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Donald Trump faces second indictment, weeks before visit to Michigan

Donald Trump on stage
In addition to pending federal charges, Trump is also facing state charges in New York and investigations in other states. (Maxim Elramsisy /
  • New federal indictment charges Trump with illegally keeping government records
  • Trump is first former president to face federal criminal charges, is also facing charges in New York
  • Unclear whether Trump’s latest legal woes will sway voters’ opinions, pollster says

Former President Donald Trump is now facing another indictment — but unless revelations are “colossal,” criminal charges may not sway voters’ opinions heading into 2024, political observers say.

Late Thursday evening, Trump announced he’s been indicted by the federal government and faces charges related to his keeping classified documents instead of returning them post-presidency.


Trump faces a seven-count indictment including charges of illegal retention of government secrets, obstruction of justice and conspiracy.


According to the indictment, which was unsealed Friday, Trump stored boxes containing classified documents in various locations at his residence in Mar-a-Lago in Florida after leaving office, including “in a ballroom, a bathroom and shower, an office space, his bedroom, and a storage room.”

The documents Trump transported to Mar-a-Lago after his presidency ended contained information from at least seven different federal departments and agencies that if disclosed “could put at risk the national security of the United States, foreign relations, the safety of the United States military, and human sources,” according to the court filing.

Federal authorities allege Trump “endeavored to obstruct the FBI and grand jury investigations and conceal his continued retention of classified documents” after investigators ordered he turn over all documents marked classified last year.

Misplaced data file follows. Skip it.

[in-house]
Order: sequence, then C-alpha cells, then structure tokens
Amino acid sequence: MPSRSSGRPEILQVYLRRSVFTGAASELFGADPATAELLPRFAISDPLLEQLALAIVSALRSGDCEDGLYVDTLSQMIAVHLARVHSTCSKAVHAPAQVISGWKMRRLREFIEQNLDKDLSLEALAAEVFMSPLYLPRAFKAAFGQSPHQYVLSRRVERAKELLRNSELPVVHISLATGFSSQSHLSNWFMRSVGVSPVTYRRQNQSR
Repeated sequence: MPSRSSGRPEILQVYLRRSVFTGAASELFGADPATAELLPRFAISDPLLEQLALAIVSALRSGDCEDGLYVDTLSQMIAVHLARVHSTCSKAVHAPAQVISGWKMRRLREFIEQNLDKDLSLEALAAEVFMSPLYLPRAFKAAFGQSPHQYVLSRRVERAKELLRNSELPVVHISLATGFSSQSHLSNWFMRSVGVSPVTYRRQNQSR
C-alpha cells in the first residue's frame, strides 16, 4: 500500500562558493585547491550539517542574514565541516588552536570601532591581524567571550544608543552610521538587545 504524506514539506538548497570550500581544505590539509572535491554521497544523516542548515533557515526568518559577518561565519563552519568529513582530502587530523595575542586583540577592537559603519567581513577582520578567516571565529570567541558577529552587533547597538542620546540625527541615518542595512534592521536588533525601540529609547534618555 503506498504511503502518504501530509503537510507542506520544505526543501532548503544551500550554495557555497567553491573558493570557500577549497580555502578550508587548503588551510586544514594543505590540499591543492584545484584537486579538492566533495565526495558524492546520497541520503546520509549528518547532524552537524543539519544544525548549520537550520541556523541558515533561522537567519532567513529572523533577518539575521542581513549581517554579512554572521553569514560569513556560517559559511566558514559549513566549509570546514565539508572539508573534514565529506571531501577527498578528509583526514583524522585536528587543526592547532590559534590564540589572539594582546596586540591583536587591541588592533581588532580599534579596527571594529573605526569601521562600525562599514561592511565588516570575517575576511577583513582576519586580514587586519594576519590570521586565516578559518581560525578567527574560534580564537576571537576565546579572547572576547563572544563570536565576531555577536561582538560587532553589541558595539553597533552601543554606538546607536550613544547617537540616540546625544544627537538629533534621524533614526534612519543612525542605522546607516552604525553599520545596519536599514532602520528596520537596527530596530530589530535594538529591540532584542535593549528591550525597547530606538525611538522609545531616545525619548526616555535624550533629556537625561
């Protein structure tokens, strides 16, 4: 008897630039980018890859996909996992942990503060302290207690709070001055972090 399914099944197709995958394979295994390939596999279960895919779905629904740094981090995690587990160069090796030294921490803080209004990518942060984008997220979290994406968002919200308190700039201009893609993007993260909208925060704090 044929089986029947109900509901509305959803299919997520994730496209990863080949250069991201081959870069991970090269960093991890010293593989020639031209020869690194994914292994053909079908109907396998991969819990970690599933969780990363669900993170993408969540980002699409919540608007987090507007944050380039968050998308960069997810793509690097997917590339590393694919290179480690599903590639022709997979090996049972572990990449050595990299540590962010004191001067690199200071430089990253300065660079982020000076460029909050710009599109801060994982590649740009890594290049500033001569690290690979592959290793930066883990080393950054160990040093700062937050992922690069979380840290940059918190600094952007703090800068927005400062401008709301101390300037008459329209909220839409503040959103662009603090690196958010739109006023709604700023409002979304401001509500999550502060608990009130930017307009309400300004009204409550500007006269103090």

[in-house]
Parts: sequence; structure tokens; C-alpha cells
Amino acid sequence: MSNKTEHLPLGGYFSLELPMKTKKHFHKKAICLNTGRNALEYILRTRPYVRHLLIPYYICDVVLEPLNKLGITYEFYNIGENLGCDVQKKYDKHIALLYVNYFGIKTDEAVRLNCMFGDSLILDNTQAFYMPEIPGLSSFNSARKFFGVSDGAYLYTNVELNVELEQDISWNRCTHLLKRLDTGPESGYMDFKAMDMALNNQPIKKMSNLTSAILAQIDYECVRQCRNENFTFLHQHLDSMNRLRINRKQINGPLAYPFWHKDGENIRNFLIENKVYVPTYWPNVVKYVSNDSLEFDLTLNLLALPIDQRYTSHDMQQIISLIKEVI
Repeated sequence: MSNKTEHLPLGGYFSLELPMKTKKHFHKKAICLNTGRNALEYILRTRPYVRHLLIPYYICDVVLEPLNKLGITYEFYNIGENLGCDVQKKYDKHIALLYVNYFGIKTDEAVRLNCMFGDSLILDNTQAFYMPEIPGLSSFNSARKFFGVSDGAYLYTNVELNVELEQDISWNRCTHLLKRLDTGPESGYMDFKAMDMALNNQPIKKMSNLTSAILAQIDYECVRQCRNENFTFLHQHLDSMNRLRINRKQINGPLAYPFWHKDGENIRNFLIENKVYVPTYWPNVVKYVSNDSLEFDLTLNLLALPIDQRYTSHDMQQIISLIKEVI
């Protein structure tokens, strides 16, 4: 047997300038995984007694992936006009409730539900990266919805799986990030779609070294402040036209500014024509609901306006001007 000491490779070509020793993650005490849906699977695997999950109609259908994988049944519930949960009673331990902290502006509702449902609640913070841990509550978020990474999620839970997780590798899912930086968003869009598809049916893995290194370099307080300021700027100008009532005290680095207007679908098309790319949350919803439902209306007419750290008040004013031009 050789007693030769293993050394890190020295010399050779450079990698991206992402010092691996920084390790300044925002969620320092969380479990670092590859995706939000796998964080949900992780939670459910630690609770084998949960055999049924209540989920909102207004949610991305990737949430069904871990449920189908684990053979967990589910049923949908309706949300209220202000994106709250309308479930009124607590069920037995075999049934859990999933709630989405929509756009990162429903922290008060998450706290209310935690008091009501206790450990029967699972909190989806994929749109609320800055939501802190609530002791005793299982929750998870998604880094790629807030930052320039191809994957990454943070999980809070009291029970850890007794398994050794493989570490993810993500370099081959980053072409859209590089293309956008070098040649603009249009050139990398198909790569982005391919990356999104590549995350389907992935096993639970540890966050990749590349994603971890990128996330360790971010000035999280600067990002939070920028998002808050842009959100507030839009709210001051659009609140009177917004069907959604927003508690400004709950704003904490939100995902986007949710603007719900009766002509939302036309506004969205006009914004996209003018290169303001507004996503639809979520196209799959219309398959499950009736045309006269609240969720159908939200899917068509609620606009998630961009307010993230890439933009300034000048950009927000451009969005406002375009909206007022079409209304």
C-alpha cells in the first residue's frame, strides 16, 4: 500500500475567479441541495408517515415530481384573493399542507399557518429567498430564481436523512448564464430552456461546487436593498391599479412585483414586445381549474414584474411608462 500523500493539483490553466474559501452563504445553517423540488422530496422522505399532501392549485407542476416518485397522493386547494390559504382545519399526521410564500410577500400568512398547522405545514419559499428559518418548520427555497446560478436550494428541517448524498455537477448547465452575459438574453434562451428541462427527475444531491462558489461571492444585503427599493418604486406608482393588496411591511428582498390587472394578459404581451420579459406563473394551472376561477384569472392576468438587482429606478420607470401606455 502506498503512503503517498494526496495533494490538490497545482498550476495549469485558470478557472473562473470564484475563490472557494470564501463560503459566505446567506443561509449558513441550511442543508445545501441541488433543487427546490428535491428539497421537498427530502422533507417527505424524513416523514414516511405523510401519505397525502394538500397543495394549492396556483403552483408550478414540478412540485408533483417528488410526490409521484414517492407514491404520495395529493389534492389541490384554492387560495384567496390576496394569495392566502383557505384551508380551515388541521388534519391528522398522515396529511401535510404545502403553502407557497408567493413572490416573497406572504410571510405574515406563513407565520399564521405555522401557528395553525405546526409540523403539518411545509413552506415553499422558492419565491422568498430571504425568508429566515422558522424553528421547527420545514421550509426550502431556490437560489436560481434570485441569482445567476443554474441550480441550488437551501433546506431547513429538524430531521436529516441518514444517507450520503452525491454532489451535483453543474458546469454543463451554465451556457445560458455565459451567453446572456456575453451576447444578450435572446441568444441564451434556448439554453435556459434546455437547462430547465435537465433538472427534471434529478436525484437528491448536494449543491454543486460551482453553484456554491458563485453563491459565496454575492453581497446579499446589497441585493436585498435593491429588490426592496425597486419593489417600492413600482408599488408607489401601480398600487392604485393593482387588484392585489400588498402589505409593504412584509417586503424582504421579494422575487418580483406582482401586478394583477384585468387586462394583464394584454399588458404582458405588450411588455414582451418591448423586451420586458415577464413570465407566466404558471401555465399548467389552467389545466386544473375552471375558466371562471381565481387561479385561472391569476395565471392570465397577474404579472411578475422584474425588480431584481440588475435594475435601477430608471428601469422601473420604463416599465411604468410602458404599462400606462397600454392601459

In an interview with NBC’s “Today” show, Trump attorney Jim Trusty said the Republican former president plans to appear in federal court in Miami Tuesday for an arraignment, claiming his client is “factually innocent” and “not afraid of this thing.” 

The latest indictment comes as Trump is already contending with criminal charges in New York and pending investigations in other states, as well as a civil suit in which a Manhattan federal jury found him liable for sexually abusing and defaming columnist E. Jean Carroll. Trump is appealing that decision. 

He’s also running for president. So far, polling shows Trump has a comfortable lead among other GOP presidential hopefuls, and the former president has a Michigan stop planned this month to accept “man of the decade” honors from the Oakland County Republican Party.

Michigan pollster Richard Czuba, owner of Glengariff Group, noted the indictment likely doesn't change the dynamic of Trump's popularity, which “are already baked into the Republican electorate.”

“If you didn’t like Donald Trump going in, this doesn’t change that,” he said. “If you like Donald Trump, I tend to think this doesn’t change that. Voters have made their decisions about this man, and it’s going to be hard to change anybody’s opinion about him.”